Rooves or roofs

R.M.B.   Wednesday, January 07, 2004, 01:44 GMT
That's the way it's pronounced by some people not everyone.
R.M.B.   Wednesday, January 07, 2004, 01:53 GMT
is it really pronounced ''rooves'' and not [ru:fs].
Alice   Wednesday, January 07, 2004, 23:40 GMT
"Rooves" would be how I would pronunce it, but I've also heard it the other way.
wassabi   Thursday, January 08, 2004, 05:48 GMT
in Canada, we say (and make it a point to say) "rooFs". I don't know if you guys hear it, but we definatly notice that when Americans say roofs, it sounds more like "ruffs".
mjd   Thursday, January 08, 2004, 23:05 GMT
That's definitely a regional thing. Perhaps in some parts of Michigan and up-state New York (the area around Canada) they say "ruff," but that is definitely not the common pronunciation. I have heard people with accents that say "ruff"; I'm just not familiar with where this is common.
Steve   Thursday, January 08, 2004, 23:11 GMT
I;ve heard anyone say ''roof'' as ''ruff'' that would be pronounce [r^f]. It is most often pronounce [ru:f] with the oo sound in food. But, I have heard people pronounce it [ruf] with the oo sound in wood before.

This is how these words are commonly pronounced.

roof [ru:f]
roofs [ru:vz] or [ru:fs]

There is no such word as ''rooves''.
Steve   Thursday, January 08, 2004, 23:12 GMT
Correction: I've never heard.
Simon   Monday, January 12, 2004, 14:47 GMT
Pet hate: People who think the plural of face is fazes and that the plural of place is plazes.

Sorry, dad.
Dr. English   Friday, January 16, 2004, 05:24 GMT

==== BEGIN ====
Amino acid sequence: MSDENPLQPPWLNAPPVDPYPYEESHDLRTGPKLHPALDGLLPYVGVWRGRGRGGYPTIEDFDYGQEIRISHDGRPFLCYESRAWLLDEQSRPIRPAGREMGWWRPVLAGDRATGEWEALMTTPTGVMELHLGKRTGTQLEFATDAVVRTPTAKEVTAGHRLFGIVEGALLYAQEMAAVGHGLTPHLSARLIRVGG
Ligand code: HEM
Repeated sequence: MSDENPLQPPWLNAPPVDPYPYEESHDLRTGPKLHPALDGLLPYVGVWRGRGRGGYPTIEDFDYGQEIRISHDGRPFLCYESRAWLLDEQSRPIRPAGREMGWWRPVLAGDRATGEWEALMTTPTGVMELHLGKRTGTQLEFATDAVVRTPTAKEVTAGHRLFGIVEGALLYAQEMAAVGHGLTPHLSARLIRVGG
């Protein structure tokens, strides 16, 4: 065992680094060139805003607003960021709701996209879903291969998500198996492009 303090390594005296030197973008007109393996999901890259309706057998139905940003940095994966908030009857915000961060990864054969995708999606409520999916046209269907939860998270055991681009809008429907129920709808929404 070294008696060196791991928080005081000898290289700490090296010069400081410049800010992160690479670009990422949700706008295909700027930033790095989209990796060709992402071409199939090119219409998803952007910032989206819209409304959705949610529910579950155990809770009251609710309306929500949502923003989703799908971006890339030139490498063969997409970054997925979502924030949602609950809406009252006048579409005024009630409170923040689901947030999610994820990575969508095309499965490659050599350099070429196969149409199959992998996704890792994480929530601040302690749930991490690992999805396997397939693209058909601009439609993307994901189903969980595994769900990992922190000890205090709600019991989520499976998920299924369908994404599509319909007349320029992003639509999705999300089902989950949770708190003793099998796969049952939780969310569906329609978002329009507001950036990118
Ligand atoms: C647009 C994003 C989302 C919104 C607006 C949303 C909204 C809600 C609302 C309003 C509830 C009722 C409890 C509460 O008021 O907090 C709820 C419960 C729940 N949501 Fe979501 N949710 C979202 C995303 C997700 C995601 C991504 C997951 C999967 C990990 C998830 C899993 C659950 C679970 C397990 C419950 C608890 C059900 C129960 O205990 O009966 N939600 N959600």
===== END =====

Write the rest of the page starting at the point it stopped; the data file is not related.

Actually, there is more than one correct answer to this question. "Hooves", "hoofs", "dwarves", "dwarfs", and "roofs", are all acceptable forms of plurals (depending mainly on region). However, the forms that are the most widely accepted as correct are: "dwarfs", "hooves", "roofs". In addition, the correct plural of the title "father-in-law" is "fathers-in-law". The phrase "son-of-a-gun", however, is considered only one phrase; its plural would be "son-of-a-gun" with an "s" attatched to the end to indicate that the phrase should be applied to more than one personage. Also, the word "rooves" is not considered correct, and would be difficult to find in any dictionary. I hope that this helps to clear things up.
Ryan   Monday, January 19, 2004, 18:43 GMT
I read once that the word "dwarf" and "elf" were pluralized as "dwarfs" and "elfs," until Tolkien dediced to use a "v" in the plurals. Does anybody know if this is true?
Alice   Tuesday, January 20, 2004, 01:04 GMT
I don't know how it originated, but I know I spell the Tolkien way, like the good little nerd girl that I am. My guess though would be that as dedicated a linguist as JRR was, he wouldn't have arbitrarily made up an new spelling. Perhaps he was just ressurecting a spelling of years gone by.
Jim   Tuesday, January 20, 2004, 05:15 GMT
"We can't completely blame Tolkien. The OED has both in the first half of the 19th century:"
Alice   Tuesday, January 20, 2004, 16:41 GMT
I'm so glad to have read this, very interesting! Thanks Jim!